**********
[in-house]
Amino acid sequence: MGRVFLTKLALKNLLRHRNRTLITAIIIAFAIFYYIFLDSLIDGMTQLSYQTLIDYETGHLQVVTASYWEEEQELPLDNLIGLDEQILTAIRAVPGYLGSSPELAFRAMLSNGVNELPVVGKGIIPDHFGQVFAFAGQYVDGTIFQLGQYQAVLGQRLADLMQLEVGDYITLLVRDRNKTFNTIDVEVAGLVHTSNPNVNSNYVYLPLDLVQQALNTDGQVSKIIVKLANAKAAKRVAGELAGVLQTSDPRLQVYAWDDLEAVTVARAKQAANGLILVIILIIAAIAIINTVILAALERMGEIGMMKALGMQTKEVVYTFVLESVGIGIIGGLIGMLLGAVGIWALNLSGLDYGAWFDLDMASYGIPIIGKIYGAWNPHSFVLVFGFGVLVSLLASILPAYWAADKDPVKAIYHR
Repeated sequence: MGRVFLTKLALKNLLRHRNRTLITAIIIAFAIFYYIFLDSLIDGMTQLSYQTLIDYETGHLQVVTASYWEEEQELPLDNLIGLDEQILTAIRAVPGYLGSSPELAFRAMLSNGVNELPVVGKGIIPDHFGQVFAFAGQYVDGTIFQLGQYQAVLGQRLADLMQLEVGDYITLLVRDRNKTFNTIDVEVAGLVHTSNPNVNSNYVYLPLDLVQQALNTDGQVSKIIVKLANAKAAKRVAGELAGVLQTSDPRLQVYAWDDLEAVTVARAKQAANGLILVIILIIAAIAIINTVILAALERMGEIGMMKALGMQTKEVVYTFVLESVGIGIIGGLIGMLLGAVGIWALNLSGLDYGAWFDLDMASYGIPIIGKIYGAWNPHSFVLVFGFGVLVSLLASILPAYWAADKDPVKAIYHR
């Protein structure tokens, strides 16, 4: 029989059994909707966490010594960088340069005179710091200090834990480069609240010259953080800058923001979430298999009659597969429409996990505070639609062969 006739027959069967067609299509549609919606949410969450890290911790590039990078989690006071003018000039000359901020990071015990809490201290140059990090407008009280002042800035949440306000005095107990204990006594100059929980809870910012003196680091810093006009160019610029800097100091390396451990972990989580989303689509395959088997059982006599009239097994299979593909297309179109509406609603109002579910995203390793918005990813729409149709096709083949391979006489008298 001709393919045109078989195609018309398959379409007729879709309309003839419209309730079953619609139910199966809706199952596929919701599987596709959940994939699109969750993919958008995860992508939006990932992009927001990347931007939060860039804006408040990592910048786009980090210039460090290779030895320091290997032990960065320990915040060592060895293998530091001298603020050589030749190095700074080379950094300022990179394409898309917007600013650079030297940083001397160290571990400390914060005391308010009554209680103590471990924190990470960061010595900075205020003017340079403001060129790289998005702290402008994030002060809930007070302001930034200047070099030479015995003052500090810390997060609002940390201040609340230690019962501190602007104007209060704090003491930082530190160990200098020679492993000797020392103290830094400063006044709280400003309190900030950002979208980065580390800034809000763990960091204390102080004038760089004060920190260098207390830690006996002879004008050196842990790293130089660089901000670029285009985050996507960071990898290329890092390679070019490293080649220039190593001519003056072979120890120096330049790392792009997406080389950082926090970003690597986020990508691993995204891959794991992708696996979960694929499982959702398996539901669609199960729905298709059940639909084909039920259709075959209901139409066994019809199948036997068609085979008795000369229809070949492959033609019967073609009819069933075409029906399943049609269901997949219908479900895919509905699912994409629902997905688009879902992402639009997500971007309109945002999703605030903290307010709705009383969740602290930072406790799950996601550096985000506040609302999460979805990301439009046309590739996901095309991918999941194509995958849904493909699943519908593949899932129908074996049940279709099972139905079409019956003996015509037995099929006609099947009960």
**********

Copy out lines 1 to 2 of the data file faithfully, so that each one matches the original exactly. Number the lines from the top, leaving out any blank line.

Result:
[in-house]
Amino acid sequence: MGRVFLTKLALKNLLRHRNRTLITAIIIAFAIFYYIFLDSLIDGMTQLSYQTLIDYETGHLQVVTASYWEEEQELPLDNLIGLDEQILTAIRAVPGYLGSSPELAFRAMLSNGVNELPVVGKGIIPDHFGQVFAFAGQYVDGTIFQLGQYQAVLGQRLADLMQLEVGDYITLLVRDRNKTFNTIDVEVAGLVHTSNPNVNSNYVYLPLDLVQQALNTDGQVSKIIVKLANAKAAKRVAGELAGVLQTSDPRLQVYAWDDLEAVTVARAKQAANGLILVIILIIAAIAIINTVILAALERMGEIGMMKALGMQTKEVVYTFVLESVGIGIIGGLIGMLLGAVGIWALNLSGLDYGAWFDLDMASYGIPIIGKIYGAWNPHSFVLVFGFGVLVSLLASILPAYWAADKDPVKAIYHR